At TotalEnergies, a cleverly rehearsed rhetoric on supply and demand

On April 9, 1947, a trial began before the federal court of Southern California in San Diego, the outcome of which is still controversial today. In the dock are nine major companies, including the car manufacturer General Motors, tire manufacturer Firestone, Phillips Petroleum and the oil company Standard Oil of California, which will become Chevron.

The public authorities accused them of conspiracy for having constituted a monopoly having knowingly purchased, at low prices, the electric tram companies of Los Angeles, San Diego, Baltimore and many other cities in the United States, to convert them by gasoline bus and consecrate the reign of the all-automobile. Electric urban transport, which preceded the car, was no longer adapted to the modern times of suburban suburbs and penniless municipalities.

Retried many times, without any real conviction, this case remains the symbol of the omnipotence of the producer over the consumer. From cigarette manufacturers to those of beauty products or medicines, the list is endless of large industrialists who use their power to guide the choices of their customers.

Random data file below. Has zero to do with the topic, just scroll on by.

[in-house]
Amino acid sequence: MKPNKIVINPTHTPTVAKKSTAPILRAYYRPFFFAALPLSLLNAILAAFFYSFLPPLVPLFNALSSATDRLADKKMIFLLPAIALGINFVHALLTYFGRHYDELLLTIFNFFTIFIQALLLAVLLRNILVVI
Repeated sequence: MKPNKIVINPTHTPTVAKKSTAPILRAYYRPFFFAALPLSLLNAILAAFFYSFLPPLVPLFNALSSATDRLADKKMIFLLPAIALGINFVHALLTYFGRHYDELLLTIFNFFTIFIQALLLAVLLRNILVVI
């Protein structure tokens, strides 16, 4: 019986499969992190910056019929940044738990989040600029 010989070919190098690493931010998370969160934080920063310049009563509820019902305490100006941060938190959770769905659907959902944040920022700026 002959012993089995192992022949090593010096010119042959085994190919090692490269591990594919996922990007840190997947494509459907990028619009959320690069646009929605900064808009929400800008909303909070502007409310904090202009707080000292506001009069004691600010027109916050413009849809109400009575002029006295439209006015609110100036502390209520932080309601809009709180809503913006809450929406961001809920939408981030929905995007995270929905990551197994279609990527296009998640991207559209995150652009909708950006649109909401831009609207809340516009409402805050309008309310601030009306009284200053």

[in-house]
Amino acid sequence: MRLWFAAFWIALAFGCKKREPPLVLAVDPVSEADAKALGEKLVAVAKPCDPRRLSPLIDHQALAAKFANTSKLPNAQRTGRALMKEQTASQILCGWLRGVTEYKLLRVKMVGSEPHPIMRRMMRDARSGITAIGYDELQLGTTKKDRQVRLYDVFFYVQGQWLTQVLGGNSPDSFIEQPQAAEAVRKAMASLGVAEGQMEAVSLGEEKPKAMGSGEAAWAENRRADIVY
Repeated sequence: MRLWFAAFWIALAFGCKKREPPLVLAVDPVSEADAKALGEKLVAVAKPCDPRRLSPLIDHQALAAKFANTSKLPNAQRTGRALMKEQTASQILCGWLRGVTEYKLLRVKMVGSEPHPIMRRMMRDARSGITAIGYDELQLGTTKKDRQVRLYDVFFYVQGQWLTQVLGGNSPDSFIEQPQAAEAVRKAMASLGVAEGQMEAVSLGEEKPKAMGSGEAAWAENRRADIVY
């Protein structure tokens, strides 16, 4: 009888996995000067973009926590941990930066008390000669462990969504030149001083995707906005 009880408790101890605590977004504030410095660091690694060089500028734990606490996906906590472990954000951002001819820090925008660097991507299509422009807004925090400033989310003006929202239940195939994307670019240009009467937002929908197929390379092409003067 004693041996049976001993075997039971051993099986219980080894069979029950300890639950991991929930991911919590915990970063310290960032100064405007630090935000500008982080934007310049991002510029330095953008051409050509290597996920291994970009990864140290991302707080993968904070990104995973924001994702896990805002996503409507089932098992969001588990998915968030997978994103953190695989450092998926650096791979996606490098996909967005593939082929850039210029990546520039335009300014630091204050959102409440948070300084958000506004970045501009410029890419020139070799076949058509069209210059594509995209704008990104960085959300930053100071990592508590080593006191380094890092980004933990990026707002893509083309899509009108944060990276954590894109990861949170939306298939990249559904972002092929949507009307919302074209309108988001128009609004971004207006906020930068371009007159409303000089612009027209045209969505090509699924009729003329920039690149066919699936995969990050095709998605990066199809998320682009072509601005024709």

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Is it the same today with oil? In other words, can the major players in the sector, familiar with cartel practices, still influence supply or are they content to follow demand? An essential question since it conditions a good part of the future of the energy transition. “There is this misconception that supply could dictate demand, declared the CEO of TotalEnergies, Patrick Pouyanné, to the Bloomberg agency on April 26. But it doesn’t work like that. »

“Price elasticity is zero”

So how does this work? In a capitalist economy, consumer demand can be stimulated by innovation, which creates a market – the tire, the internal combustion engine –, by influence, whether in the form of lobbying or advertising, and by regulation, itself subject to influence. But, in the end, the justice of the peace remains the prize. He is the great regulator of supply and demand. Well, most of the time.

When it comes to oil, it doesn’t work so well, argues economist Patrick Artus, who says that, in this area, “price elasticity is zero”. In other words, if the cost of gasoline increases, people continue to fill their tanks because they have no choice but to do so. On the other hand, these high prices encourage producers to produce more, or even to open new wells.

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